Tell us about the cast and their performances.
The film is carried primarily by the two leading ladies: Laura de la Uz as Ana, and Yuliet Cruz, who plays the role of Flavia. Other characters are Yerlín, Paula Alí, and Tomás Cao. There are two foreign roles, played by a well-known Austrian actor, Michael Ostrowski, and a German, Tobias Langhoff. They play two reporters who come here with good intentions but with a clichéd view, to show the phenomenon of prostitution in Cuba as part of a more general international report on prostitution. This element triggers Ana´s risky decision to enter this underworld, which will bring her many problems.
Laurita, as Ana, had poignant moments in the film. I’d never worked with her before, but I really thought she could play this role. And far from disappointing me, I think she helped the film a lot. I owe much of the film’s success to her commitment and devotion. Laura and Yuliet were the first two people I spoke with; I liked the opposition between the two. And I think I like the way this occurred in the film.
In the case of the foreign actors, they arrived in Cuba with practically no time to rehearse. They arrived and began filming right away, which is quite hard, especially without knowing the language. They had to make a big effort to speak Spanish. The Austrian actor knew a little Spanish, the German none at all. It took a lot of work because it’s not easy. It was also difficult for Yuliet: she had to learn a little German and speak it in the film, because her character supposedly knows some German and is a translator.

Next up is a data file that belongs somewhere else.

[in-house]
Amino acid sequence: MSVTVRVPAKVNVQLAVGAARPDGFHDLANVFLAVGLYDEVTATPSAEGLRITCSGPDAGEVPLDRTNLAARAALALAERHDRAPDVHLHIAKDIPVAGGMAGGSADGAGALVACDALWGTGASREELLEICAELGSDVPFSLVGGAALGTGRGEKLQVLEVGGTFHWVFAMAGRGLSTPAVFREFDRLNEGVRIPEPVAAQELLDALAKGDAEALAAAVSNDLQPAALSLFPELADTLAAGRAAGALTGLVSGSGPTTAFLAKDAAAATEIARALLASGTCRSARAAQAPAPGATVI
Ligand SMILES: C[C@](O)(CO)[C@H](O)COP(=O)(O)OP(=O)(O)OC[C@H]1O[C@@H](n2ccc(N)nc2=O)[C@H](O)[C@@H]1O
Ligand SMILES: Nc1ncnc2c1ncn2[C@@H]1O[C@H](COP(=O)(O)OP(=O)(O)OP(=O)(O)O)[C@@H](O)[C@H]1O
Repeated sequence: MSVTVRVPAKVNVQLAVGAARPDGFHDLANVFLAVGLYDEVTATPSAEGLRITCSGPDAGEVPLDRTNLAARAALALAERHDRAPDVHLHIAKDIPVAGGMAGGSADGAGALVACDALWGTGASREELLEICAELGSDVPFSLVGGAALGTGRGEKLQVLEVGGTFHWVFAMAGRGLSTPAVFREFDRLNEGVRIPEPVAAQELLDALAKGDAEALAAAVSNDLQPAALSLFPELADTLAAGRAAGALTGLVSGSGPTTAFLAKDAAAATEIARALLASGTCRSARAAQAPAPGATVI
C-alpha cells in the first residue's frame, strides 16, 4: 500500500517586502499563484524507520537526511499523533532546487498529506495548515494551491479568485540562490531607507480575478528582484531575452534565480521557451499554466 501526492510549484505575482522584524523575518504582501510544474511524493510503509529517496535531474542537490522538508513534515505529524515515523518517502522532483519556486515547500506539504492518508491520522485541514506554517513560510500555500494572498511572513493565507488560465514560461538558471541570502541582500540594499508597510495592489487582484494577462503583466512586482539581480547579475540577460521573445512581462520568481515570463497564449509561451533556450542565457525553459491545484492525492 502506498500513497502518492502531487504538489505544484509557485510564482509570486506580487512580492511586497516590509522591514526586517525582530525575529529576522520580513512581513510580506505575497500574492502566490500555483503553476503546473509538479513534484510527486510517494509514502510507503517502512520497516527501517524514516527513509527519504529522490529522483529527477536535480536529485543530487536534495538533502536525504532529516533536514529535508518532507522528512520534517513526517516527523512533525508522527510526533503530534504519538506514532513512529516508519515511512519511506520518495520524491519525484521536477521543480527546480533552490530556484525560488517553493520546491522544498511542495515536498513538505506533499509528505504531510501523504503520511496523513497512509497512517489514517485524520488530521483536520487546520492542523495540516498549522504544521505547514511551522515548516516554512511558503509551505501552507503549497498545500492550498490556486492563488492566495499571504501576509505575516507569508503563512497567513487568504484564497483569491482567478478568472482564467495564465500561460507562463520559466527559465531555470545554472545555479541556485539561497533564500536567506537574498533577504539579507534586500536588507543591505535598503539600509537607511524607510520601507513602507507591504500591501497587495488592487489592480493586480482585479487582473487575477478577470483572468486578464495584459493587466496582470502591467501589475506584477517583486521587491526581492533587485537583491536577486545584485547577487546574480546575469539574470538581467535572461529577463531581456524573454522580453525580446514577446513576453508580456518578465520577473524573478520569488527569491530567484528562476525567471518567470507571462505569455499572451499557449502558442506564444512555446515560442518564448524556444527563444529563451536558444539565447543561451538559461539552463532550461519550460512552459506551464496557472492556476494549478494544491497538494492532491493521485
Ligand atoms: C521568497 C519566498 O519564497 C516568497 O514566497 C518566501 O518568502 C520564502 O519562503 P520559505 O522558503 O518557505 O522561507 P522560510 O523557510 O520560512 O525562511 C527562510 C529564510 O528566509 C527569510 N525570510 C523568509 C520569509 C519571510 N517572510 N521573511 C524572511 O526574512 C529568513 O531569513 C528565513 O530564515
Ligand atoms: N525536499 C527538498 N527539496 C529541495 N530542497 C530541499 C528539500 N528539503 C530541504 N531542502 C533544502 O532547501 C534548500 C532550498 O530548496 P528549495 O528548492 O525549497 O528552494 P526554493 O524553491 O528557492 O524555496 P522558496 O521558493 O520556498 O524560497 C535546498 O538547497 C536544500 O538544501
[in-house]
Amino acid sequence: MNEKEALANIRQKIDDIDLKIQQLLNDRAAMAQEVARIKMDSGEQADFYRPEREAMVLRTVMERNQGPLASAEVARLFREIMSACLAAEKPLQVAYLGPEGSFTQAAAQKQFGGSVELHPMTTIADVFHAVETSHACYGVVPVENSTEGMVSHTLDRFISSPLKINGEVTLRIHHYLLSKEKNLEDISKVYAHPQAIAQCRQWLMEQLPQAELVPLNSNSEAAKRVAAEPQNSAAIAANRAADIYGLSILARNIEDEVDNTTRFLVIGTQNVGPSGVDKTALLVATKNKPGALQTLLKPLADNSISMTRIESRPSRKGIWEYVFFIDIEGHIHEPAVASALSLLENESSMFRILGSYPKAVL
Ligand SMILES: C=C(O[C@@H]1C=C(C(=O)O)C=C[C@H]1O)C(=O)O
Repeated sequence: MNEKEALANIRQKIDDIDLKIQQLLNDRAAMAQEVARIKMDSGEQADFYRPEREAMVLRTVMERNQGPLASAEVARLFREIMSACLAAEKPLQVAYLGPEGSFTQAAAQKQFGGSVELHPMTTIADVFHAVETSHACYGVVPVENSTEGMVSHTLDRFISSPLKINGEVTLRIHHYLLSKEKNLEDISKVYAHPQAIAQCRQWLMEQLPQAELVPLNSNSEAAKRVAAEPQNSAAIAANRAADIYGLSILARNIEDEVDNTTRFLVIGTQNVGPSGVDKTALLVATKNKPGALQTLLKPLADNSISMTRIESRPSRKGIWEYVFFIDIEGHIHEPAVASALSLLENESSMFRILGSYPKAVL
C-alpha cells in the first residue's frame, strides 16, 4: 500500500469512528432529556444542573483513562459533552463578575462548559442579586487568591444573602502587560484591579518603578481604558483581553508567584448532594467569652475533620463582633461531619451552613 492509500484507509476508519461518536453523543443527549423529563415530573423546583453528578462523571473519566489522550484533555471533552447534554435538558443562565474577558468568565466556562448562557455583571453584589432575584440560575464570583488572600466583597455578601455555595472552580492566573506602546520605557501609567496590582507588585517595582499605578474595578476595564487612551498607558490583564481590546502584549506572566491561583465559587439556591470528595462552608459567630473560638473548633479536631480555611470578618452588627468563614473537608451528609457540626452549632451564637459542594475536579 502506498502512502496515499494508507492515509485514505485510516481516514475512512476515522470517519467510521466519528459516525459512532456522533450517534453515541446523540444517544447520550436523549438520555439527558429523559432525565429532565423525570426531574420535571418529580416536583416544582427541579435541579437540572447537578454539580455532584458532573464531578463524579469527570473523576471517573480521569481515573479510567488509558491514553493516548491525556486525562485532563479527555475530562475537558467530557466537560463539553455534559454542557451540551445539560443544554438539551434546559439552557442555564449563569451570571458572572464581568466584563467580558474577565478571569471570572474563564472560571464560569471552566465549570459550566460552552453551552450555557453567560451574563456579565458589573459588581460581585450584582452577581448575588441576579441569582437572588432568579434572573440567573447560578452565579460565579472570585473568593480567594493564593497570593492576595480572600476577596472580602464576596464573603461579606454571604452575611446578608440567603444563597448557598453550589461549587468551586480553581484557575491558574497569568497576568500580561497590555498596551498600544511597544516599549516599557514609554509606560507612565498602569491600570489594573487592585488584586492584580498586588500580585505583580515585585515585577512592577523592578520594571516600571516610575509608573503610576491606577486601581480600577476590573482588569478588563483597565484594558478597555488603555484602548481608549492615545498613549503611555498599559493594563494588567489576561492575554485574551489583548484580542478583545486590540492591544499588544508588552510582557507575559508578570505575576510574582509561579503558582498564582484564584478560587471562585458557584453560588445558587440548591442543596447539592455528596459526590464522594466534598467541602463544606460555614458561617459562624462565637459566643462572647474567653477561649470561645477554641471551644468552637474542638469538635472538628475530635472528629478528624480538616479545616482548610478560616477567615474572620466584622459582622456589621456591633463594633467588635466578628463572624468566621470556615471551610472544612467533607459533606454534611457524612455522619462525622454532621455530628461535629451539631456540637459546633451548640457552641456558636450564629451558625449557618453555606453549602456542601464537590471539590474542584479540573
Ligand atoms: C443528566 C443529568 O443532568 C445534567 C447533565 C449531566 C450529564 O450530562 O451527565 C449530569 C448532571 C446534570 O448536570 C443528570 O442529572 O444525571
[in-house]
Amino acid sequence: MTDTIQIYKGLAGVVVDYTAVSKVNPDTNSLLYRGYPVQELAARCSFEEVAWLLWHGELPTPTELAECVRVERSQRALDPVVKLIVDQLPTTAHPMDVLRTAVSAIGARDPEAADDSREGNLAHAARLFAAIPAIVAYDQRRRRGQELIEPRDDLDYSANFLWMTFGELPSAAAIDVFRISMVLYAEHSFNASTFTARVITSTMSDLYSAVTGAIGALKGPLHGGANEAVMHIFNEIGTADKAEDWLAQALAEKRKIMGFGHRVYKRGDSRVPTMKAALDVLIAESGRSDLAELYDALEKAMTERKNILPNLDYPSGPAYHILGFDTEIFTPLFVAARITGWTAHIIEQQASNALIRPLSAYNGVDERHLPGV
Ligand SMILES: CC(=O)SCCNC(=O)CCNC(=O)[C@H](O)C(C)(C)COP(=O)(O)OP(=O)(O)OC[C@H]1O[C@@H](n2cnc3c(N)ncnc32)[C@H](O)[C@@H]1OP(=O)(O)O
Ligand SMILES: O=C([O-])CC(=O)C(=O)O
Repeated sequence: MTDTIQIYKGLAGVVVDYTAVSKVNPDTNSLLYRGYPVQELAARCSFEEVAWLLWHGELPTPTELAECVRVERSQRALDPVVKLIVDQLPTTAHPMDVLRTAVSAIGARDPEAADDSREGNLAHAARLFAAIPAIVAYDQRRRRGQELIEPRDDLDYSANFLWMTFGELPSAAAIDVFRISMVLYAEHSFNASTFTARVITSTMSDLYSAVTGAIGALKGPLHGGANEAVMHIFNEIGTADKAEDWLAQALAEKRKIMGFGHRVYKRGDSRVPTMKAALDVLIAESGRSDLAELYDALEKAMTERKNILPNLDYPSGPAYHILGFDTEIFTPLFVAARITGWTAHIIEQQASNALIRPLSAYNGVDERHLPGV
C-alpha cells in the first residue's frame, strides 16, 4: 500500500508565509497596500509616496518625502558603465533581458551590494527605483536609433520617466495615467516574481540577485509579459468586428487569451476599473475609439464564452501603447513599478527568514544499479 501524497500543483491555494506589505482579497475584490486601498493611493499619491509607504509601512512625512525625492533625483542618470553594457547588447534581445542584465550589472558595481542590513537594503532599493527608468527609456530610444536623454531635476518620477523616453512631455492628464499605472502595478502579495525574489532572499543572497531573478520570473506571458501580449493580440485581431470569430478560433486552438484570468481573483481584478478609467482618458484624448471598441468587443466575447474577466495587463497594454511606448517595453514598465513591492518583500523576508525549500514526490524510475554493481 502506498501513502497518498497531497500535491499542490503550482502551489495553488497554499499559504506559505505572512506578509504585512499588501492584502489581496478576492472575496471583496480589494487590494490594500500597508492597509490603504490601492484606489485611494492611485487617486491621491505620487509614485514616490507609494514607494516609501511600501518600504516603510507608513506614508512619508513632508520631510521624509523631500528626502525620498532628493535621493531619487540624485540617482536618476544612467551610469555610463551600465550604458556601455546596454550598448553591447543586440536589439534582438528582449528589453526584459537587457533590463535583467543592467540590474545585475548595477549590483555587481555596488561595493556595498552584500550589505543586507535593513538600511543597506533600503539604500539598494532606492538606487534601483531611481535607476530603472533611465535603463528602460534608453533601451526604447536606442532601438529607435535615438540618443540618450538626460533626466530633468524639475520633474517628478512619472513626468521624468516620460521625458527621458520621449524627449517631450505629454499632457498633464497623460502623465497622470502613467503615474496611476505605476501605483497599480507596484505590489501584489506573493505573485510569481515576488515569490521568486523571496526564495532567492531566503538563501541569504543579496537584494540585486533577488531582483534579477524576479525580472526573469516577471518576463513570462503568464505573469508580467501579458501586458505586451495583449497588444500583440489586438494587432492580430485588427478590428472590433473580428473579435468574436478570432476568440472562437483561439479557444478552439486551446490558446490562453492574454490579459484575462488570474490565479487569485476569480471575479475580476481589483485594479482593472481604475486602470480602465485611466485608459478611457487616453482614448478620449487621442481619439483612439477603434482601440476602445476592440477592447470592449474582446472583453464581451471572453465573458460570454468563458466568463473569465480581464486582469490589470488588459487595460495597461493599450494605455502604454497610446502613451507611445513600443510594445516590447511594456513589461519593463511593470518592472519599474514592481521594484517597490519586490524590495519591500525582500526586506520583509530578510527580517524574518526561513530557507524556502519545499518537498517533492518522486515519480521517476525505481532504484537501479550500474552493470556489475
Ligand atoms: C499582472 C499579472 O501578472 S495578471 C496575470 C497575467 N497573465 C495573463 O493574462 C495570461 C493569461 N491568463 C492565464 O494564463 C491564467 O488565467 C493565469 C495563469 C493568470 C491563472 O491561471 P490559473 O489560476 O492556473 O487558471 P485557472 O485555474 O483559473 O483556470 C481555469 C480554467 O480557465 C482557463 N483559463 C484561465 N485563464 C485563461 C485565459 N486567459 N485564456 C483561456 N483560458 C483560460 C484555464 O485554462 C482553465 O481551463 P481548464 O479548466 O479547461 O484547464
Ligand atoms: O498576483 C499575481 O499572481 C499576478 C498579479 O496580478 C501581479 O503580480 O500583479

Recently Cuban cinema, including independent films, has been rejuvenated with new faces—actors who had little film experience, and also younger individuals. Your latest films have been an example of this. Do you think this was intentional?
I don’t think about it. I think there are many prejudices and clichés. If there is a good actor, and he or she can achieve different characters authentically, I don’t see any reason to say: “No. He/She has already worked on several films and now should not work in another.” No! I think this has to do with the requirements of each particular project.
What can you say about La película de Ana In terms of genre?
[Film editor Manuel Iglesias responds:] I don’t mind saying this film is a comedy. But comedy is very broad. The dramatic comedy was invented by Italians, a form in which I would like this production to be inserted—there are extraordinary films here.
[Díaz Torres comments:] It’s like a comedic drama. More than a laugh, I’m interested in evoking a slightly bitter smile when viewing the story. A film that makes you think can also be entertaining; I can’t separate them. And for me the entertainment aspect does not imply something frivolous or superficial. It´s worth debating this topic. Of course, there may be lousy comedies, as there are also very bad dramas. And no one is exempt from making a bad film. But that is not attributable to a genre.
What has been your principal point of reference or inspiration?
None directly. I think about those directors and comedies I like. I think of the great films Woody Allen has done in this genre. I’m thinking about directors who have made very poignant comedies. And I think that’s what you would most like to do when you’re making a movie.